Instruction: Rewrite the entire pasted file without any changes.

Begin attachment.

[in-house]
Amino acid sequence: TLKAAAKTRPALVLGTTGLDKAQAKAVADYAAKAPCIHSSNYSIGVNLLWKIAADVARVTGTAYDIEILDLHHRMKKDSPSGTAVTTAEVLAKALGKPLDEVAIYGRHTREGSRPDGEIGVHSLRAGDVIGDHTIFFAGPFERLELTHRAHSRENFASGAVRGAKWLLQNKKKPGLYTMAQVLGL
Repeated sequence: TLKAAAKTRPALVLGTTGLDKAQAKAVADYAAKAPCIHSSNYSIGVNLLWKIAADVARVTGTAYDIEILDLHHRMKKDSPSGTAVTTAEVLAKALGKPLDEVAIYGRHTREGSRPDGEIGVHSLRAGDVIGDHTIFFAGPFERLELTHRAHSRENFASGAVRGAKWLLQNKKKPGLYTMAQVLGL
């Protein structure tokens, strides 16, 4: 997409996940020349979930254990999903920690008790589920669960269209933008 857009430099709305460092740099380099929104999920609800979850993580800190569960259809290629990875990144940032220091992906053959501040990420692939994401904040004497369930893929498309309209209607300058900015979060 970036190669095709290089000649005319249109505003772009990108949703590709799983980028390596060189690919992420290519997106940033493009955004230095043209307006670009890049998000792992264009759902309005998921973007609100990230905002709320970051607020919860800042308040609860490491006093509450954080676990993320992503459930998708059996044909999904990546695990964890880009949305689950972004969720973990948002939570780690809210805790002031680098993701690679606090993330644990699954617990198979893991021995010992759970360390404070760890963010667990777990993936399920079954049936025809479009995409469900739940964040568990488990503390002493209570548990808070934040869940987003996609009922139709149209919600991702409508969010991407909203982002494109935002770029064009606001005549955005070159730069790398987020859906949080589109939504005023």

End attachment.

[in-house]
Amino acid sequence: TLKAAAKTRPALVLGTTGLDKAQAKAVADYAAKAPCIHSSNYSIGVNLLWKIAADVARVTGTAYDIEILDLHHRMKKDSPSGTAVTTAEVLAKALGKPLDEVAIYGRHTREGSRPDGEIGVHSLRAGDVIGDHTIFFAGPFERLELTHRAHSRENFASGAVRGAKWLLQNKKKPGLYTMAQVLGL
Repeated sequence: TLKAAAKTRPALVLGTTGLDKAQAKAVADYAAKAPCIHSSNYSIGVNLLWKIAADVARVTGTAYDIEILDLHHRMKKDSPSGTAVTTAEVLAKALGKPLDEVAIYGRHTREGSRPDGEIGVHSLRAGDVIGDHTIFFAGPFERLELTHRAHSRENFASGAVRGAKWLLQNKKKPGLYTMAQVLGL
């Protein structure tokens, strides 16, 4: 997409996940020349979930254990999903920690008790589920669960269209933008 857009430099709305460092740099380099929104999920609800979850993580800190569960259809290629990875990144940032220091992906053959501040990420692939994401904040004497369930893929498309309209209607300058900015979060 970036190669095709290089000649005319249109505003772009990108949703590709799983980028390596060189690919992420290519997106940033493009955004230095043209307006670009890049998000792992264009759902309005998921973007609100990230905002709320970051607020919860800042308040609860490491006093509450954080676990993320992503459930998708059996044909999904990546695990964890880009949305689950972004969720973990948002939570780690809210805790002031680098993701690679606090993330644990699954617990198979893991021995010992759970360390404070760890963010667990777990993936399920079954049936025809479009995409469900739940964040568990488990503390002493209570548990808070934040869940987003996609009922139709149209919600991702409508969010991407909203982002494109935002770029064009606001005549955005070159730069790398987020859906949080589109939504005023």